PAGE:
Burbank Unified Schedules Q&A Session On Plans To Possibly Reopen Schools

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Burbank Unified School District office. (Photo By Ross Benson)

The Burbank Unified School District will hold an online Question and Answer Session to discuss current plans for the potential reopening of schools with a hybrid education model on Wednesday, October 21, at 7:00 p.m.

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Parents, students, teachers, staff and community members may indicate their interest in attending and/or submit questions in advance using the RSVP form here: https://tinyurl.com/y23t25he.

A link for the Zoom meeting will be emailed to those who RSVP. The deadline to RSVP and/or submit questions is 10:00 a.m. Tuesday, October 20.

The District has released a PowerPoint presentation for those interested in learning more about BUSD protocols for returning to in-person instruction.

The Q&A Session will talk about what a hybrid model for in-person education would look like, with smaller numbers of students on campus and in classrooms.

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“Based on the current health conditions and the limitations of the TK-2 waiver process, [I] recommend that schools remain in distance learning through this semester as it would be too disruptive to shift instructional models at this point in the school year,” Superintendent Matt Hill stated in a report given to the Board of Education at the October 15 meeting.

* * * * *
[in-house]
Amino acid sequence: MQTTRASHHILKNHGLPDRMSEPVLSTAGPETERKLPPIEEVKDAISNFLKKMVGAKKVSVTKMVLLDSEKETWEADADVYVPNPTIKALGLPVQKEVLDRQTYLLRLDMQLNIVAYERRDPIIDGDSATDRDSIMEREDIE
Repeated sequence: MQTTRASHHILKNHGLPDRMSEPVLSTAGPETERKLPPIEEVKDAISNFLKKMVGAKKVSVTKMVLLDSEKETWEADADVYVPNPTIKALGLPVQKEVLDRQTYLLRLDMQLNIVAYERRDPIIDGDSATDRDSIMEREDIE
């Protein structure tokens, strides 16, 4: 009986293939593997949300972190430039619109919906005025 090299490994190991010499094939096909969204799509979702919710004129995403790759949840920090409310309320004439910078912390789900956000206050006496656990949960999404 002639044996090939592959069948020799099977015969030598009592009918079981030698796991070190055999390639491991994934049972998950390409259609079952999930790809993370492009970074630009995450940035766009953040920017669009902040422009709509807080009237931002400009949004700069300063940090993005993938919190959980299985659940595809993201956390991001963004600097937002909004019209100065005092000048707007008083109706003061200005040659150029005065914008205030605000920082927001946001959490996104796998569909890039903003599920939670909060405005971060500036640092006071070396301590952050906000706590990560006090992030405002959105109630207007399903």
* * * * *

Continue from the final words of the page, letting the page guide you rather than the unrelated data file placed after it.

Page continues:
Burbank Unified School District office. (Photo By Ross Benson)

Hill “recommends that (1) staff continue to work on plans that would allow for Special Education students to return to campus for assessments and small group work, (2) that the District continue planning for athletes to return for conditioning, and (3) that District staff continue planning for the potential of distance learning and hybrid instruction when it is safe to do so based on health conditions and guidelines.”

BUSD will be emailing a commitment request to all families to select either a hybrid (some in-person, on campus education) or 100% Distance Learning model for the time when a return to in-person education may become possible.

“Depending on commitment request responses and/or health conditions we may not be able to return to in-person learning,” the District states in the PowerPoint presentation.

Additionally, the District notes that, “Given the fluidity of the COVID-19 situation, we will continue to monitor the situation before making final decisions.”

Special Education teacher, Debbie Gal, who teaches Severely Handicapped and Special Day Class students, spoke at the October 15 Board of Education meeting to express concern that SH/SDC students may be brought back before general education populations. She noted that SH/SDC students often have major behavior control difficulties and challenges with hygiene and following social distancing protocols.